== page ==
Inside Events: The National High School Golf Association (NHSGA)
6 Mar, 2019By: Mary Helen Sprecher
An Interview with Matt Weinberger, NHSGA Commissioner
The National High School Golf Association (NHSGA) is an organization dedicated to the overall growth and development of high school golfers across the United States. The NHSGA was developed to unite high school golfers by providing regional and state high school results, ranking teams and individuals, and providing access to unbiased information on college recruiting, coaching and equipment discounts.
The NHSGA will host the 2019 High School Golf National Invitational this June at Disney World in Orlando, Florida, with 124 girls and 224 boys in their respective fields. The boys’ tournament will take place on the Palm and Magnolia courses, while the girls’ tournament will play at Falcon’s Fire Golf Club located adjacent to the Disney Property in Orlando. Both will be two-day, 36-hole stroke play events including team and individual prizes and recognition.
This invitation-only event recognizes state champions (both teams and individual medalists) in each state. Whether schools are public or private, big or small, the event provides a platform for all high school golfers to compete on a national scale.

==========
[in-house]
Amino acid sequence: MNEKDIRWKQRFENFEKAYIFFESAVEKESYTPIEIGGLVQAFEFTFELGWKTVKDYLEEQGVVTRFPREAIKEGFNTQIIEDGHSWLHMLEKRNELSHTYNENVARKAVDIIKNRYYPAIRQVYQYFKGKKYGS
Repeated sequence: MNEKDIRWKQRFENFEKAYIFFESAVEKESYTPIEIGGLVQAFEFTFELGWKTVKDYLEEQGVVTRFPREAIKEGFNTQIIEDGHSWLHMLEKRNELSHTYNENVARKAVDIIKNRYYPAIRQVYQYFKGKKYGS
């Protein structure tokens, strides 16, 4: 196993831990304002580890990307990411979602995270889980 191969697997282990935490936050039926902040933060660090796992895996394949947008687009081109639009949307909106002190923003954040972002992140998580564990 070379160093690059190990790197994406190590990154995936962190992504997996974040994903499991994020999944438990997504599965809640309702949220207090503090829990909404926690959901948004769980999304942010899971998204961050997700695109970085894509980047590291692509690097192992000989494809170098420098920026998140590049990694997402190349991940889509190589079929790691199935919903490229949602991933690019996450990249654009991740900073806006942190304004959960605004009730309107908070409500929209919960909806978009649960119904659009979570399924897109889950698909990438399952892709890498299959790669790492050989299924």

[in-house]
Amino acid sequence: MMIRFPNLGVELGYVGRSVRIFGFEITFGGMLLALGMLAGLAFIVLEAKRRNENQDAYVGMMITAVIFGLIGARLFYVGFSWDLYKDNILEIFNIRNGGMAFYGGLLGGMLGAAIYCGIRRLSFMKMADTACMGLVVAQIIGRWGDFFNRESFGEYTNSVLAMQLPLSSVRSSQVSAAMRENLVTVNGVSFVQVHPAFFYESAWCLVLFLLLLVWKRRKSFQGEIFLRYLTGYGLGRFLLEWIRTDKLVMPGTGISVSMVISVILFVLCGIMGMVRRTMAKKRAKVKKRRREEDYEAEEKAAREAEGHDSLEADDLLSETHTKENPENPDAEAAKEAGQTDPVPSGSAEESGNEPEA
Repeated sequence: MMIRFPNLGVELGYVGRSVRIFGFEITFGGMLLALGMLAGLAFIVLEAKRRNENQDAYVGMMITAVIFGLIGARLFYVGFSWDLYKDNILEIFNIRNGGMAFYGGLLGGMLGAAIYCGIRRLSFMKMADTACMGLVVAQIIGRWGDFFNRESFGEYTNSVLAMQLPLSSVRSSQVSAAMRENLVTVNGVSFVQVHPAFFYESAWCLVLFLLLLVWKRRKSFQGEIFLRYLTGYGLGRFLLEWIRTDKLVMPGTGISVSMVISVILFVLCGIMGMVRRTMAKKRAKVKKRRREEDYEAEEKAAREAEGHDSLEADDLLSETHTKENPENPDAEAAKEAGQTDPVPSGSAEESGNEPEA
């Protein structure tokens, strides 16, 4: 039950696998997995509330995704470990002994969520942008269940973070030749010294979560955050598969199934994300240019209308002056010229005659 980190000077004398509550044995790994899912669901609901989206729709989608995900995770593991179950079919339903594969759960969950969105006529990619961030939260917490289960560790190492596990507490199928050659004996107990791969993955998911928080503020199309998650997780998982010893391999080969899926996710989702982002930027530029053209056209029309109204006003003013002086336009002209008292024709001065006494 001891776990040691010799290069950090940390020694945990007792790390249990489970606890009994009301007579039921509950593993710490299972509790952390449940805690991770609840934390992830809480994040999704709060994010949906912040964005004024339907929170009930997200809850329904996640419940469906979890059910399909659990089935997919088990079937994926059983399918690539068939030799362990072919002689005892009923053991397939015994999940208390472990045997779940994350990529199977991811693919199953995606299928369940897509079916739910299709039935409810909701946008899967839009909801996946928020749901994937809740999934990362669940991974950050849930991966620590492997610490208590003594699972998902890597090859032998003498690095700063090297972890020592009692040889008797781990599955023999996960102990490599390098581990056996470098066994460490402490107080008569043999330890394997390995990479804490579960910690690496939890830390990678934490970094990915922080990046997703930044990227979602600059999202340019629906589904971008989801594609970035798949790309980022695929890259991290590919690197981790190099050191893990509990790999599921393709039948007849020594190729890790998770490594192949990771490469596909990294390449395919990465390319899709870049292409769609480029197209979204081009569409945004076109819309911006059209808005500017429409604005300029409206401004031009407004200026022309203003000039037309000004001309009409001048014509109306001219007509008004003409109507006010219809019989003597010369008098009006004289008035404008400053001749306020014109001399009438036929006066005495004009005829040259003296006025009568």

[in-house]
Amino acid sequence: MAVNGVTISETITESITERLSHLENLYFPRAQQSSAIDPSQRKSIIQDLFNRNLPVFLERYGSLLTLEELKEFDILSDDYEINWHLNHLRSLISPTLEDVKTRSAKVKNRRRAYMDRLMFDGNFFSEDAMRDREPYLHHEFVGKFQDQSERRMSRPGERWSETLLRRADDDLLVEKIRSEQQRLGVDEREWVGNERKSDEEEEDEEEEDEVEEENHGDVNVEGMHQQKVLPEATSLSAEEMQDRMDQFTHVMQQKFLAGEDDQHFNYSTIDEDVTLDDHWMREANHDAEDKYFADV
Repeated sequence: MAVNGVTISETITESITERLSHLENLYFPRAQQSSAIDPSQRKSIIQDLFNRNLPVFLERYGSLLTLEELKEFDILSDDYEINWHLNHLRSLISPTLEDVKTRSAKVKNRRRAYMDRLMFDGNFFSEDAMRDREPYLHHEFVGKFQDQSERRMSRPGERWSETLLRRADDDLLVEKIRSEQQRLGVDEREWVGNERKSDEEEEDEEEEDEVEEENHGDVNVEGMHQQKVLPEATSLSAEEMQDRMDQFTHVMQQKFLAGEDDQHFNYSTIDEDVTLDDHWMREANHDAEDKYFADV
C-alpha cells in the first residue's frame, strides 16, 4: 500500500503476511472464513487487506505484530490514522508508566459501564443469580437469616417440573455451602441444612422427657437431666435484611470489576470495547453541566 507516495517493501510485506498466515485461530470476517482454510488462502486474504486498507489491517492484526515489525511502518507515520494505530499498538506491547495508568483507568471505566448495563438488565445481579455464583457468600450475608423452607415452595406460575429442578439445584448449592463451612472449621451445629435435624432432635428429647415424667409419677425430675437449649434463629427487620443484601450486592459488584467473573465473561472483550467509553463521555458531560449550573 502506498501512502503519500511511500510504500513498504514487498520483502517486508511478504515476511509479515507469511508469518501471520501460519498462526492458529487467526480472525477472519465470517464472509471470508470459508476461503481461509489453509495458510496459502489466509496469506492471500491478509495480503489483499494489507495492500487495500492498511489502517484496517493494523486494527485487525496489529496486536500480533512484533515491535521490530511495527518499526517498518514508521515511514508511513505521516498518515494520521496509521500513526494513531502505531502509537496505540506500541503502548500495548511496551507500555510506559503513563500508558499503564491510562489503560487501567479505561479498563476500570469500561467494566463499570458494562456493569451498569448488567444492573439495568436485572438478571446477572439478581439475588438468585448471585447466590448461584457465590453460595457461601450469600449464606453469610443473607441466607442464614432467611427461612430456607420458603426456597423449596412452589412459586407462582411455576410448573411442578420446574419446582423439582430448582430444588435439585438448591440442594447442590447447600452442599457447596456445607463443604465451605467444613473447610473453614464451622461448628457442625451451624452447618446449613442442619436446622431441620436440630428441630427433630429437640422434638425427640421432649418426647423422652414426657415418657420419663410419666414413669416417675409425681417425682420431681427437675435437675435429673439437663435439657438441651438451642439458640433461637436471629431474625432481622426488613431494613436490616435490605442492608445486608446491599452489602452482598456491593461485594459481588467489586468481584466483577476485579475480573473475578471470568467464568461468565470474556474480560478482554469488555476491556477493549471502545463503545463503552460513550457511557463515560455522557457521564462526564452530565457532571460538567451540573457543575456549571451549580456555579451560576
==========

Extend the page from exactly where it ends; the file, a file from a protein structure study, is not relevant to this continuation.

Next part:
Sports Destination Management: The National Collegiate Club Golf Association (NCCGA), which we profiled previously, is organized by Nextgengolf, the organization that also supports the NHSGA. What was the impetus to support high school golfers?
Matt Weinberger: Nextgengolf is the leading entity for young adult golfers. We support three team-based golf organizations, the newest being the National High School Golf Association (NHSGA). It came about because we wanted to market collegiate club golf to high school kids so parents and students can make better college decisions. Our CEO, Kris Hart, really spearheaded the team’s work to benchmark all state and regional tournaments across the country and develop a leaderboard system to better showcase the 220,000+ high school girls and boys playing on their high school teams. Prior to the NHSGA, there was no national ranking system for teams and players in different states and it was very difficult to find high school golf results.
SDM: It sounds like an even bigger challenge to overcome has been raising awareness of golf at the high school level.
Weinberger: It has been. If you asked most people, even the most knowledgeable people in the industry, they don’t know much about high school golf. For many states golf is at the bottom of the barrel in terms of sports being promoted by high school associations. Golf is a non-revenue sport. Sports like football or basketball are the moneymakers.
SDM: Something unique about your organization is that its focus is not so much on finding the next group of touring pros but on building excitement and competitiveness among high school players.
Weinberger: When you look at the golf industry, what you see is that many people tend to pay attention to the best golfers – who they are and where they play. We like to say that we focus “on the rest, not just the best.” Those are the people who are critical for the industry to continue to grow and prosper.
SDM: In other words, the ones who will do the buying of equipment and apparel and paying to play rounds.